• As it turned out, he spent only one month in jail.
  • Acts of violence and disruption became part of the everyday activities of the Nazis and even Hitler's meetings were not exempt.
  • As he was addressing a meeting at the Hofbräuhaus on 4 November 1921, a full-scale brawl broke out between Hitler's supporters and his socialist opponents.
  • Violent attacks by the Nazis were seen as good publicity by Hitler.

Ernst Röhm

  • The right-wing militarist, Ernst Röhm, organized Freikorps veterans to join the Nazi "Sports Section".
  • Röhm was an ideal recruit to the Nazi cause as he was not only violent but, having worked for the Bavarian War Ministry, was a source of important contacts.
  • Röhm was responsible in October 1921 for the Nazi's infamous Sturmabteilung (Storm Division or SA) which by August 1922 numbered about 800 members.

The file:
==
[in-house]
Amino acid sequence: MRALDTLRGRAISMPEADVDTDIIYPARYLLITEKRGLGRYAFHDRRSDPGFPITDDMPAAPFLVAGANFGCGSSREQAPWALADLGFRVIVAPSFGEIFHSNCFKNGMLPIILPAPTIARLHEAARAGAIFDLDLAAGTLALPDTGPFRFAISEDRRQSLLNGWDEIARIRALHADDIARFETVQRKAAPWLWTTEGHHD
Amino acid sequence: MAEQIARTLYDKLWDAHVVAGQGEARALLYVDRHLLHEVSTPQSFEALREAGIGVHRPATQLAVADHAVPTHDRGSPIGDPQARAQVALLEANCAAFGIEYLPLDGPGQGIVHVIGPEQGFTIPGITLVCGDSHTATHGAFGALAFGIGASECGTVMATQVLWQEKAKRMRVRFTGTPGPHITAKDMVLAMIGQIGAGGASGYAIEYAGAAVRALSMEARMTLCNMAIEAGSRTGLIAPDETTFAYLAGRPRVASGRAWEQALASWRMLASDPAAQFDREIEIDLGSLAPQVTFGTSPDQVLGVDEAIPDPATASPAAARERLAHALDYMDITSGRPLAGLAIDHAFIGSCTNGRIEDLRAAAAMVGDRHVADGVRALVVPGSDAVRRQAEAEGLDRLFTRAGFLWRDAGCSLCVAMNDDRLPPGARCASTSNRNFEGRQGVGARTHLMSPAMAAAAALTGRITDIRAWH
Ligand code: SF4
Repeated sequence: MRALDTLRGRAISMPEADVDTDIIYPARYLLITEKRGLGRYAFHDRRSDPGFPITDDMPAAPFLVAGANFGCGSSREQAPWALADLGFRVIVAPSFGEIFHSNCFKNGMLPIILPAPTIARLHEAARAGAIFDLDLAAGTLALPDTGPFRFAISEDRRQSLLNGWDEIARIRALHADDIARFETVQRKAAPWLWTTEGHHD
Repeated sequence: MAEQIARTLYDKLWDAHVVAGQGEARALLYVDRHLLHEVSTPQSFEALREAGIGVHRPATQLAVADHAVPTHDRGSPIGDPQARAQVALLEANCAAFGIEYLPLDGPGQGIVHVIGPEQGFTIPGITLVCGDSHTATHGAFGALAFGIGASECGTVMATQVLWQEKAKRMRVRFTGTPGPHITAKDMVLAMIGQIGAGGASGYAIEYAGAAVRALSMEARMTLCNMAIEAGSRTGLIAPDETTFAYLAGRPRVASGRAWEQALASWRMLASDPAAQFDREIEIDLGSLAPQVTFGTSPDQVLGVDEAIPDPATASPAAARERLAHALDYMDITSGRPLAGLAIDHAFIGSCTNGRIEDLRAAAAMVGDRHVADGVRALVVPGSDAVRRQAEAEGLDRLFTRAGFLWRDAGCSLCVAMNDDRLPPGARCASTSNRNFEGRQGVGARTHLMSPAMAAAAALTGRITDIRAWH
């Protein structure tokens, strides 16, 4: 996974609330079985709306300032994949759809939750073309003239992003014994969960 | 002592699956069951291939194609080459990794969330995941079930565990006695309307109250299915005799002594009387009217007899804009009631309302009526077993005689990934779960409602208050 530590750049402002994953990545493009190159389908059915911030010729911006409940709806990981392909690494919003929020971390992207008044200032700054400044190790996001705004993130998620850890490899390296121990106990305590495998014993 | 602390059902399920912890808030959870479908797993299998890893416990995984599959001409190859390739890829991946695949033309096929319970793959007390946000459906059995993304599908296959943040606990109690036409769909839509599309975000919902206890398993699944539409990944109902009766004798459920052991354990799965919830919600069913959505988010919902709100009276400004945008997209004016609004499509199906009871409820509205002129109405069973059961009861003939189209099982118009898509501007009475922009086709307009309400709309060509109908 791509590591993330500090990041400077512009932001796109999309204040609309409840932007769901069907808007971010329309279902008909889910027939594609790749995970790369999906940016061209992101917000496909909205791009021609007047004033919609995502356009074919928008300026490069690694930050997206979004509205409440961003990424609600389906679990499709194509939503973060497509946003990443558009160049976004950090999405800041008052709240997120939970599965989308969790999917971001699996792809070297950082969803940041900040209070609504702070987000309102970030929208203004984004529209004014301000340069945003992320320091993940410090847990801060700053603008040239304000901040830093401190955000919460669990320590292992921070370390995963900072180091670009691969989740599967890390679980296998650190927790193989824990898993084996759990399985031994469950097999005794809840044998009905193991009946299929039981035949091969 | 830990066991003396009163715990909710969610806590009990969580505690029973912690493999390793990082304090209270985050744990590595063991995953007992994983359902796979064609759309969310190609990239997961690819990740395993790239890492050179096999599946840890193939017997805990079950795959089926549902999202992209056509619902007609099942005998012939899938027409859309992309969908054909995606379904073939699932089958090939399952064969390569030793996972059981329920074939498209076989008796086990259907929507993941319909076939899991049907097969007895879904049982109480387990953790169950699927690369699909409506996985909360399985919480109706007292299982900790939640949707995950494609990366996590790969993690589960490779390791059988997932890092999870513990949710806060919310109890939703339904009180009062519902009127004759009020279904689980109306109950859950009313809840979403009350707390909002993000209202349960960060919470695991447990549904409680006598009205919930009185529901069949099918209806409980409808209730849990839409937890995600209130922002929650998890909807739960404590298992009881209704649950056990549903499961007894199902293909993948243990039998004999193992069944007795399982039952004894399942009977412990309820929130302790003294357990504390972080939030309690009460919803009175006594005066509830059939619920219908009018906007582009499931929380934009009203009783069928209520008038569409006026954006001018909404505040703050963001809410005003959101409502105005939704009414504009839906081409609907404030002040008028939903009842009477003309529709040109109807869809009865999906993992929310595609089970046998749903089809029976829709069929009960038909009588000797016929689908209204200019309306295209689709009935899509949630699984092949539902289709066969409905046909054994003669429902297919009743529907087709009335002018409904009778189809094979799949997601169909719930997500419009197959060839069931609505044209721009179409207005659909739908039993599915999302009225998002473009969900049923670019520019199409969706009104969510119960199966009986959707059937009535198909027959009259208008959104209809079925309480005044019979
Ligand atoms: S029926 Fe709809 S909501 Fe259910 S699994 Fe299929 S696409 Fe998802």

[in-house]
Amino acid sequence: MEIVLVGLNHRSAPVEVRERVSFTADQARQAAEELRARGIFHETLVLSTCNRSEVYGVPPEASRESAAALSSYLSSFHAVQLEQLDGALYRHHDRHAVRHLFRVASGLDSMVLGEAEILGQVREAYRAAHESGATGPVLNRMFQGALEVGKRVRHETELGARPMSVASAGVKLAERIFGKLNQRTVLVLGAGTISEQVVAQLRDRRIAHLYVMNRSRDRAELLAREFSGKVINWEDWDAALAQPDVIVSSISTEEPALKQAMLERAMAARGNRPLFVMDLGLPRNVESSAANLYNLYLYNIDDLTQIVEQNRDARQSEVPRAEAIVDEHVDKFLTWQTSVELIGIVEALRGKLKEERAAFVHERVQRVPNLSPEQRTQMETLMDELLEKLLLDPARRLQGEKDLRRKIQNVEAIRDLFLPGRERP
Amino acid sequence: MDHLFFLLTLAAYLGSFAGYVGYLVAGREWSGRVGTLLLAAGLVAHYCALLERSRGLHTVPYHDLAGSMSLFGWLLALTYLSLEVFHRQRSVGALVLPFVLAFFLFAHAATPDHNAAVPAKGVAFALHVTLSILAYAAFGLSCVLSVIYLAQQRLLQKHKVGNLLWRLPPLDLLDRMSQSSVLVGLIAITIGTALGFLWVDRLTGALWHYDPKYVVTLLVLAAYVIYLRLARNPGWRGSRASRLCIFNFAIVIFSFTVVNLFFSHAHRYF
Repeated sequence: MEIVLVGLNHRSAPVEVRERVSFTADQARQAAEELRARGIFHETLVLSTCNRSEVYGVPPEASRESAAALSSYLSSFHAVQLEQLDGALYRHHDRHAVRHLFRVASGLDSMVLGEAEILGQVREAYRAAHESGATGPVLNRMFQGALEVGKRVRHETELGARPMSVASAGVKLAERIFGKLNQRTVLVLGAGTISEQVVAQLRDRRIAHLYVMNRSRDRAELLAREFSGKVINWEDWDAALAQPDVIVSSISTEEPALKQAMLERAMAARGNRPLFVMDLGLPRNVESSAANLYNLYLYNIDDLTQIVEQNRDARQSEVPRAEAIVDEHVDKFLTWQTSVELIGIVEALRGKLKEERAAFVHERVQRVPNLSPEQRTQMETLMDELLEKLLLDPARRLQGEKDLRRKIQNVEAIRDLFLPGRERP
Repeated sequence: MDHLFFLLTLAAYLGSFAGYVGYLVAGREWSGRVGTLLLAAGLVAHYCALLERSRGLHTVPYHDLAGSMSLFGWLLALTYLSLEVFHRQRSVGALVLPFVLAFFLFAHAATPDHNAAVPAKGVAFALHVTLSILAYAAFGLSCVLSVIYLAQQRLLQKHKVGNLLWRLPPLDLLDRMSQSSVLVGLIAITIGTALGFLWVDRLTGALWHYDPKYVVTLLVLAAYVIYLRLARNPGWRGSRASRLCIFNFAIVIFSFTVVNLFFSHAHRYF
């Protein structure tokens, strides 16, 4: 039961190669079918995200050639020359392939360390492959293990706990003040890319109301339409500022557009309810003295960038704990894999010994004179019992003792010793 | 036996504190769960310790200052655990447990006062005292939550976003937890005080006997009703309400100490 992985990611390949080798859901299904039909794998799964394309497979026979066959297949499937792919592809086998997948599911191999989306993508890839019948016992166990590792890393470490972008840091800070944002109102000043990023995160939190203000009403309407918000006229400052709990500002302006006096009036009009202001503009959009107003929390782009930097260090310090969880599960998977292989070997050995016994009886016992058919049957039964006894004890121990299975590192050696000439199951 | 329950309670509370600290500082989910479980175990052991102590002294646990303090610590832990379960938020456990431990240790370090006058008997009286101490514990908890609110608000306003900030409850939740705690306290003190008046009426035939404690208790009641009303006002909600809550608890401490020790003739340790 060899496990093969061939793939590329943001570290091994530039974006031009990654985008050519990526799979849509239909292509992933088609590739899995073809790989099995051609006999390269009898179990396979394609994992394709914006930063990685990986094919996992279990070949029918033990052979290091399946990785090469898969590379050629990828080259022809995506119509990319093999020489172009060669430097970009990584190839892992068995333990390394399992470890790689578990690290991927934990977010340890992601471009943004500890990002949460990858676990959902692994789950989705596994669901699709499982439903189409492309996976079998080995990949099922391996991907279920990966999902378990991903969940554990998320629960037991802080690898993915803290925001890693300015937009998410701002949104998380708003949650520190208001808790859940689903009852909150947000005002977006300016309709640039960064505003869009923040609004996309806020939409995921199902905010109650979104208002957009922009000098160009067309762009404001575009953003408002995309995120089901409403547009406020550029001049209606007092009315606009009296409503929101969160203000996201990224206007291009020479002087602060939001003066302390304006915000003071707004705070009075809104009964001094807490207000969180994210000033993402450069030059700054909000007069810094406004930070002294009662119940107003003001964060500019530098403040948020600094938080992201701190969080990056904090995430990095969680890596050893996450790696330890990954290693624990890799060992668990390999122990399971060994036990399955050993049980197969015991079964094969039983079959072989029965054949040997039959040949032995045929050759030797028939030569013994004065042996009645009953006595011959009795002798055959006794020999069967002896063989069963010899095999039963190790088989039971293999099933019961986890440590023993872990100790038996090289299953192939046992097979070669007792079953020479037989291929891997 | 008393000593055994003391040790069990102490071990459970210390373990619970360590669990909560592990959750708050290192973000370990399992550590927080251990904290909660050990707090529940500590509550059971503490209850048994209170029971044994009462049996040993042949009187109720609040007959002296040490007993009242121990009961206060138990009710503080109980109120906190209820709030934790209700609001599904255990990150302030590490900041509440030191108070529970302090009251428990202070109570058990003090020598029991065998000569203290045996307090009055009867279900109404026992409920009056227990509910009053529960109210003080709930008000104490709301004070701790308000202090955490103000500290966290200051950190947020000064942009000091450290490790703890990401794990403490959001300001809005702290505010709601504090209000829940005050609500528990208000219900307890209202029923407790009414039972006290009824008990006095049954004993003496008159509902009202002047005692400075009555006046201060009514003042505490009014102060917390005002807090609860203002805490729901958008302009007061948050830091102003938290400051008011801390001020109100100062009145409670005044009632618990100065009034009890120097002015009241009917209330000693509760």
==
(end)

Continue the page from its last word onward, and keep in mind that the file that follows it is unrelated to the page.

• Röhm maintained a fair degree of independence from Hitler in his command of the SA.

The Führer, Hitler and leadership

  • From mid-1921 Hitler was often referred to as "unser führer" or "our leader", a title which held no special significance at this time.
  • In a speech on 20 April 1923, commemorating Hitler's 34th birthday, Hermann Göring described him as: "the beloved leader of the German freedom movement".
  • Hitler constantly spoke about the need for a "strong man", a leader with "heroic qualities", the "dictatorship of the national will", that such a leader would be a messiah - "a gift from heaven" and "our task is to give the dictator, when he comes, a people ready for him".
  • In an interview given to the British newspaper the Daily Mail on 2 October, 1923, Hitler is quoted as saying: "If a German Mussolini is given to Germany . . . people would fall on their knees and worship him".
  • Dietrich Eckart, soon after he was sacked in May 1923 as editor of the Völkischer Beobachter, the Nazi newspaper, made an interesting comment to Ernst Hanfstaengl, that Hitler had: ". . . megalomania halfway between a Messiah complex and Neroism".

The Beer Hall Putsch

The cast

  • Opposition to the Reich government intensified with the French and Belgian occupation of the Ruhr in January 1923.